Happiness Hierarchy

Article published on Nov. 23, 2008
Article published on Nov. 23, 2008
A few days ago Eurofound published a resume of 2nd European Quality of Life Survey (EQLS). This survey highlights the social and economic policy challenges that the European Union faces today following the two recent rounds of enlargement.

The final result and the statistics were made on the basis of both objective and subjective elements and it makes the impression that we Hungarians are the champions of pessimism in Europe.

First of all, it's quite difficult to define what is quality of life. It means different things for everyone. Rather, it can be seen as some kind of esoterical conception and using this phenomenon could be a vague meaningless term. If we use statistics, we usually work with numbers and prefers to come out with some near muddled charts and graphs. But if you have to make a survey on subjective indicators such as happiness, life satisfaction or life fulfilment, all these things are much more complicated.

In my point of view this recent study was not unnecessary. I know a lot of people who think this is an easy question and we do not have to make it so complicated, just look at the ratio of suicides and we get the final answer. Well, suicide rate is a really good indicator but do not forget that the conformation of this index is conditioned by many other not really well-known things (eg. nowadays most people focus on economical merits but according to Durkheim there are relations between suicide and religion; and influence of changing social roles and gender topics as well shoud be bear in mind).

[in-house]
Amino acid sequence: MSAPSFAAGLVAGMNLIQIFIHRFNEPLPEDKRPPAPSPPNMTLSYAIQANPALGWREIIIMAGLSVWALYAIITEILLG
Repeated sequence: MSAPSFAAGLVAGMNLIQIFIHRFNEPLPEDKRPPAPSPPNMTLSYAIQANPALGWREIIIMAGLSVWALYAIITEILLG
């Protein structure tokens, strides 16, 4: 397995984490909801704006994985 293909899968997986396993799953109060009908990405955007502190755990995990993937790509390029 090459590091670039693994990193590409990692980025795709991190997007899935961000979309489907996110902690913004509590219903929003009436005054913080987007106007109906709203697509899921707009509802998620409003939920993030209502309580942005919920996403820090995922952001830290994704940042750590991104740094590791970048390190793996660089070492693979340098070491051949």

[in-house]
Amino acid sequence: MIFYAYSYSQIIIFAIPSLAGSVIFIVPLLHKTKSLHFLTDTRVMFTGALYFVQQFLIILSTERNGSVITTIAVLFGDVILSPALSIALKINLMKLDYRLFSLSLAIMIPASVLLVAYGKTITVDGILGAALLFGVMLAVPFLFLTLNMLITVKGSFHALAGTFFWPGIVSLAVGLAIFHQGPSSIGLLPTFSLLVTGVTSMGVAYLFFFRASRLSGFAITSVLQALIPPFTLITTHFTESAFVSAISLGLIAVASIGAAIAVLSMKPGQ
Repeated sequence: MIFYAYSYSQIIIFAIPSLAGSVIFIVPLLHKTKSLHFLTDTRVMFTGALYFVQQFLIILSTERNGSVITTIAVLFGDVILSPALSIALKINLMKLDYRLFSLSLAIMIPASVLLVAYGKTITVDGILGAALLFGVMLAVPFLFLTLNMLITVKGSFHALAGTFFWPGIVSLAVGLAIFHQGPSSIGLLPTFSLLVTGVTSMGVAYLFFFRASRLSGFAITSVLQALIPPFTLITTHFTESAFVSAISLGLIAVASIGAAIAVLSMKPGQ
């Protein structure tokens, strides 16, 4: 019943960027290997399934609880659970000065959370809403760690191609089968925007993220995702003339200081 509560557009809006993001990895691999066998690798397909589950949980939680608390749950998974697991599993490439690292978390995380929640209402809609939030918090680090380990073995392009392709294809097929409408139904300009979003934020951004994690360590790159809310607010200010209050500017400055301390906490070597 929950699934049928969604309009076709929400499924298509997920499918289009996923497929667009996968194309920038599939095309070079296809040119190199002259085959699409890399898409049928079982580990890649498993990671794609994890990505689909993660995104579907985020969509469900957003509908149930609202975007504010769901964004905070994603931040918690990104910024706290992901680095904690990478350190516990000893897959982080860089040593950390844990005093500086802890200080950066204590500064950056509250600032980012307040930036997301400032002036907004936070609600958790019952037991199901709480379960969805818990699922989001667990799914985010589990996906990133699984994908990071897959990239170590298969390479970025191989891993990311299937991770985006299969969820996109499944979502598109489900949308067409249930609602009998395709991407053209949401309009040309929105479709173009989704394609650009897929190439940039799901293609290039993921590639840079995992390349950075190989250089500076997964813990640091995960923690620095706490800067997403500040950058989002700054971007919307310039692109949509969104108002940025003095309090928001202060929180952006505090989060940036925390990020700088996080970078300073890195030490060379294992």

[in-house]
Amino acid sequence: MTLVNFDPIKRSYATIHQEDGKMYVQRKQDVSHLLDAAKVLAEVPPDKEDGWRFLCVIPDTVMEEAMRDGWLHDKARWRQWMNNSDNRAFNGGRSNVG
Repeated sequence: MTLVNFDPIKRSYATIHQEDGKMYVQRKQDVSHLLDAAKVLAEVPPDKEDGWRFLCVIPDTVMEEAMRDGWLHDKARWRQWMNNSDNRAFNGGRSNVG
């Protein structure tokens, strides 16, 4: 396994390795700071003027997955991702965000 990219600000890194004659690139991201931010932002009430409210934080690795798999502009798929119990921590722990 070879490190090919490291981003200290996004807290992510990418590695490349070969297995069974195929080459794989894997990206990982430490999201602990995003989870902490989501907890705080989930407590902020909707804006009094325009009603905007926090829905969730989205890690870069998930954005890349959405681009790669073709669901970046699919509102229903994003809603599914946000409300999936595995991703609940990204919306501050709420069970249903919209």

When we check the result of this EQLS we can see some interesting data

- in general, citizens of the European Union are satisfied with the quality of their lives. On the other hand Hungarians are famous for their tendency to see the glass half empty. Well, I know about myself that I am disposed to see the glass half empty, not half full. But I am sure this is not only a Hungarian tendency.

- on a scale from one to ten, Europeans rate their life satisfaction with a 7, and 7.5 for happiness; while Hungarians give themselves a measly 5.6

- only Macedonians and Bulgarians see their lives in a duller light than Hungarians

- Scandinavian citizens are the most satisfied

Eurofound notes a strong correlation between perceptions of health, income and happiness. This is not a surprise in this world! Who is ready to size up the cost of a nice sunny morning or a funny shaped cloud while he is on his way to the workplace? We should accept that those indicators what were used in this survey are related to our material world. Of course it is understandable that the survey is based on an economic concept as according to the Maslow-pyramid our first and most important goal is to reach a level of satisfaction in the material world.

The main results of the 2nd EQLS will be published in spring 2009. Till then we can take this quiz just for fun and later simply think about the power of smiling!